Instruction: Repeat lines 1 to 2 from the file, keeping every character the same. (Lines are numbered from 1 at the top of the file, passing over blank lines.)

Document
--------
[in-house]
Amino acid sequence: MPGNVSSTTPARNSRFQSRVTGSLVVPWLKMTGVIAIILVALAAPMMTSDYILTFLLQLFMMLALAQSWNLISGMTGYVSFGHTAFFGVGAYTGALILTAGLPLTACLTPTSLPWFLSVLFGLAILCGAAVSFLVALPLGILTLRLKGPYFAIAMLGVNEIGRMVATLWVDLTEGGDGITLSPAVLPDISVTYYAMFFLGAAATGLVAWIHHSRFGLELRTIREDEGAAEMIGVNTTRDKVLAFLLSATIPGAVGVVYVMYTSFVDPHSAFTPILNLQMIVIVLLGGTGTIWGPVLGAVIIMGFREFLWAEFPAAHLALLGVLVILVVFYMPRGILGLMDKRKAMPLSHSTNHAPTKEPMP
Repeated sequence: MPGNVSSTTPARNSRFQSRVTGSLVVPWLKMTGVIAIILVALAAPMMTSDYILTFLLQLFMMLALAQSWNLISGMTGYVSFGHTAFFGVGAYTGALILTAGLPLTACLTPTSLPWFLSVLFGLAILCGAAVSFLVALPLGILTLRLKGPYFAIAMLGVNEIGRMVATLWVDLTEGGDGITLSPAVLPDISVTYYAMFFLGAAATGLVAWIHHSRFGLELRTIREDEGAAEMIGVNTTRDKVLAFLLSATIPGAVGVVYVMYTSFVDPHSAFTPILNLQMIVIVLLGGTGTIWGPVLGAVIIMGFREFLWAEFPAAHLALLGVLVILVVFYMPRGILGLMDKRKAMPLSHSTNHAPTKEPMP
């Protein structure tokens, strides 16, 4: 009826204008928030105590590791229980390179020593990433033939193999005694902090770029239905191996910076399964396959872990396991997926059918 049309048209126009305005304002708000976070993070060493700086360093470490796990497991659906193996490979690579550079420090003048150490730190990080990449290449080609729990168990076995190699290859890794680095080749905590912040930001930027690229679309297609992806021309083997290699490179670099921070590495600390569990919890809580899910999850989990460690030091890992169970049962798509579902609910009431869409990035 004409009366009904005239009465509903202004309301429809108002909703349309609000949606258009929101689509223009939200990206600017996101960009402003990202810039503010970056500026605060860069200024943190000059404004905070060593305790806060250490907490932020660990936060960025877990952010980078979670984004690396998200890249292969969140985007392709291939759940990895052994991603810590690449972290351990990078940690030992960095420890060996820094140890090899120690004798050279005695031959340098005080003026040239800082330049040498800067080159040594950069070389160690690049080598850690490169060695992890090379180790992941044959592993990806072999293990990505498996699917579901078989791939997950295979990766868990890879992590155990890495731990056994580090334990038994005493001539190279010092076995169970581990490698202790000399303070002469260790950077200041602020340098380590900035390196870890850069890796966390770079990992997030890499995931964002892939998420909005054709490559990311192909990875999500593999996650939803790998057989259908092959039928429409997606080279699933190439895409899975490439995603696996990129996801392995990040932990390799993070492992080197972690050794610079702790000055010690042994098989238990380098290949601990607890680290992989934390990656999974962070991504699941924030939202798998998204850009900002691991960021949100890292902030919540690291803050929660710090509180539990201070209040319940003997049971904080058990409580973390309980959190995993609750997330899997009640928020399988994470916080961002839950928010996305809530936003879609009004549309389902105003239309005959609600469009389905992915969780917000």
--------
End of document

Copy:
[in-house]
Amino acid sequence: MPGNVSSTTPARNSRFQSRVTGSLVVPWLKMTGVIAIILVALAAPMMTSDYILTFLLQLFMMLALAQSWNLISGMTGYVSFGHTAFFGVGAYTGALILTAGLPLTACLTPTSLPWFLSVLFGLAILCGAAVSFLVALPLGILTLRLKGPYFAIAMLGVNEIGRMVATLWVDLTEGGDGITLSPAVLPDISVTYYAMFFLGAAATGLVAWIHHSRFGLELRTIREDEGAAEMIGVNTTRDKVLAFLLSATIPGAVGVVYVMYTSFVDPHSAFTPILNLQMIVIVLLGGTGTIWGPVLGAVIIMGFREFLWAEFPAAHLALLGVLVILVVFYMPRGILGLMDKRKAMPLSHSTNHAPTKEPMP